Another twist in the controversy over stock options. A new academic study on backdating suggests many outside directors--who are supposed to safeguard against cozy relationships with management--received manipulated grants themselves. Alan Murray is Managing Editor of The Wall Street Journal. He was on "Morning Call" to discuss the issue.
Some 29,000 grants of stock options were studied--involving about 460 companies.
It seems the study found that 9% of directors in the study--got grants of stock options--on the lowest price of the month possible. And Murray said a whopping 43% were "super lucky" in getting deals of that kind.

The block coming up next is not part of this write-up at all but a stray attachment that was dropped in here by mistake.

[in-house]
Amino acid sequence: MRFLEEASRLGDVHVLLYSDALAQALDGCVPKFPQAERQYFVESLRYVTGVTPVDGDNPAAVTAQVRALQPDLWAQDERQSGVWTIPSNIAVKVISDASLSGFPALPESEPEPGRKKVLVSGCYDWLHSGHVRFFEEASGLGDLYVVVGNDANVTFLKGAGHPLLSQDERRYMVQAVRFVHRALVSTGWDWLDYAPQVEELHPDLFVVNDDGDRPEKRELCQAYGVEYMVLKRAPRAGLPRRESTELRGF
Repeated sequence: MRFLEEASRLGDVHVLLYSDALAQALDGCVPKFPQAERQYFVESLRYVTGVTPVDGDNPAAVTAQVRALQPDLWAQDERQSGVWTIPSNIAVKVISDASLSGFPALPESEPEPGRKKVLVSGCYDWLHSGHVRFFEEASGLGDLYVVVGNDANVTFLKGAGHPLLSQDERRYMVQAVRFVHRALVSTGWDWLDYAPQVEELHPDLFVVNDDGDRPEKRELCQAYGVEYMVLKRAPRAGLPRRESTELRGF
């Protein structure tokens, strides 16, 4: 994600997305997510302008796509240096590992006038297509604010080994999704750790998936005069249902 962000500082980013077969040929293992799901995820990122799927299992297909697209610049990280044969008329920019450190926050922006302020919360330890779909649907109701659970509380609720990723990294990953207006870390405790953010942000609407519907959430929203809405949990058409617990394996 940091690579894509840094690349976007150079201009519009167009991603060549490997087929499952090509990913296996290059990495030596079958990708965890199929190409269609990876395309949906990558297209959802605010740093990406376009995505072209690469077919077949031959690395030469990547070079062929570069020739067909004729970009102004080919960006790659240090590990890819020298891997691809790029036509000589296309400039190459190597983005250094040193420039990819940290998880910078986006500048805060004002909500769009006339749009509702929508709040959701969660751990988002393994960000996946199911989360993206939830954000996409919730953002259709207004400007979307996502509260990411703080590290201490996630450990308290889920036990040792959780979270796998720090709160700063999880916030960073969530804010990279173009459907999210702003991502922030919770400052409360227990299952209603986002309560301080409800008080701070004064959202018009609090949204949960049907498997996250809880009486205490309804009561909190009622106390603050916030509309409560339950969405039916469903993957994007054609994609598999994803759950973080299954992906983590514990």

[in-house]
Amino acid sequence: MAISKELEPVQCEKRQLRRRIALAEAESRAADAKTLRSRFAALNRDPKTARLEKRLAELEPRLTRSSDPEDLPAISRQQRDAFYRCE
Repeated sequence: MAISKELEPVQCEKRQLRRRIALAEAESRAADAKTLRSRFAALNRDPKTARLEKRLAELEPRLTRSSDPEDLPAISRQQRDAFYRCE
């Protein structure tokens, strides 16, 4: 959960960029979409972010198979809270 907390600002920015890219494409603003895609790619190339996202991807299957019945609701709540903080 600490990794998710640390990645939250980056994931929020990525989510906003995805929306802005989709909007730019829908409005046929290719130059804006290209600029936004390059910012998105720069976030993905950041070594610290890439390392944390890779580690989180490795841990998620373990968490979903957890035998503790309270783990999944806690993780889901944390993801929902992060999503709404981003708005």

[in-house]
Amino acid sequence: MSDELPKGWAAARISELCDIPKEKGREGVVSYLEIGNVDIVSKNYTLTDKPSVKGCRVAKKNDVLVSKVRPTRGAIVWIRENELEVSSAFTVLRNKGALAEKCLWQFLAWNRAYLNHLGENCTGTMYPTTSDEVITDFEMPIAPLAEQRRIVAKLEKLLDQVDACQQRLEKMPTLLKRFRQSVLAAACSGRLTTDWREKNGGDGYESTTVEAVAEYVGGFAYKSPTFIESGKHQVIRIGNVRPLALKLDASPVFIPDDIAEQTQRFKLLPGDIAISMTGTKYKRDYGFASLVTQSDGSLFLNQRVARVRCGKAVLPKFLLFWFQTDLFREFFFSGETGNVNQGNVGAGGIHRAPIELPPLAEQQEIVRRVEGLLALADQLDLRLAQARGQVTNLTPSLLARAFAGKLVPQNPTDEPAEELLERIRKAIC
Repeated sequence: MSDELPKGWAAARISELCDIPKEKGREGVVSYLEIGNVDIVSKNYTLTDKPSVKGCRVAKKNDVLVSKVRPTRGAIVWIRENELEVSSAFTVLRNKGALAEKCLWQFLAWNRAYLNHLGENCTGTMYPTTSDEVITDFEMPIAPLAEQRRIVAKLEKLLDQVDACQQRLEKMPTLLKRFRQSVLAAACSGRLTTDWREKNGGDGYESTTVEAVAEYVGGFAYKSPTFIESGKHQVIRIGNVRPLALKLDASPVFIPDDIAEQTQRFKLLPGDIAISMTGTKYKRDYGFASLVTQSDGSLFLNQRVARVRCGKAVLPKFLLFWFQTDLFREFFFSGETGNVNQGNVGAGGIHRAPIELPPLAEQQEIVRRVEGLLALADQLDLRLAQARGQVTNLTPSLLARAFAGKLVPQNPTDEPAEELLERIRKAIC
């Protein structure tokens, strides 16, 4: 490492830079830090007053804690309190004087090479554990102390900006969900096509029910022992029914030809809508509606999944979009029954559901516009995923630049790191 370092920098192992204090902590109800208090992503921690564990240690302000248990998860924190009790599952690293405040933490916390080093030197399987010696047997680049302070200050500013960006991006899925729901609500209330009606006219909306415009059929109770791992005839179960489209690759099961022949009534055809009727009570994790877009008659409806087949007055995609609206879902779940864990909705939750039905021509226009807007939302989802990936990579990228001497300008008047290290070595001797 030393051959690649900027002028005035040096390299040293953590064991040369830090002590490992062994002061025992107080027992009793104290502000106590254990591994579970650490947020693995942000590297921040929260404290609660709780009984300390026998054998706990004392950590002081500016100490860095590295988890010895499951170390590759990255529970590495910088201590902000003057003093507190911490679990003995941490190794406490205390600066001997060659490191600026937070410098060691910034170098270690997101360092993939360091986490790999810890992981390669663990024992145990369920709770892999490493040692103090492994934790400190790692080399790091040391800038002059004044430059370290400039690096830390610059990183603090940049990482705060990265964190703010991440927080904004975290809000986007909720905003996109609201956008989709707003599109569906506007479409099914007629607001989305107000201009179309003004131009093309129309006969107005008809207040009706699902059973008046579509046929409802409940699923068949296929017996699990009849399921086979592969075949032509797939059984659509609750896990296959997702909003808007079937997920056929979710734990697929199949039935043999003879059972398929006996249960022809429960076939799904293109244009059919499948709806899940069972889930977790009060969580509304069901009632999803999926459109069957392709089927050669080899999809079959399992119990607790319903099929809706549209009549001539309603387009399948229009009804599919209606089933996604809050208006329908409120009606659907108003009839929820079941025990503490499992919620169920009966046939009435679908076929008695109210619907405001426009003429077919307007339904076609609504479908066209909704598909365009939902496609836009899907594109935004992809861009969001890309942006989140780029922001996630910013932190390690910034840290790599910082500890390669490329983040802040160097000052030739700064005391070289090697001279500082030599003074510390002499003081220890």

The study also says--a day with the lowest price of the month was more likely to be selected as a grant date than a day with the second-lowest price even when the difference between the two prices was less than one percent.
Murray pointed out that many of the "lucky" stock options were granted even after the passage of the Sarbanes-Oxley reform act. Murray says that in order to prevent this type of activity--companies need to find a way to get shareholders more involved in choosing directors for any company board.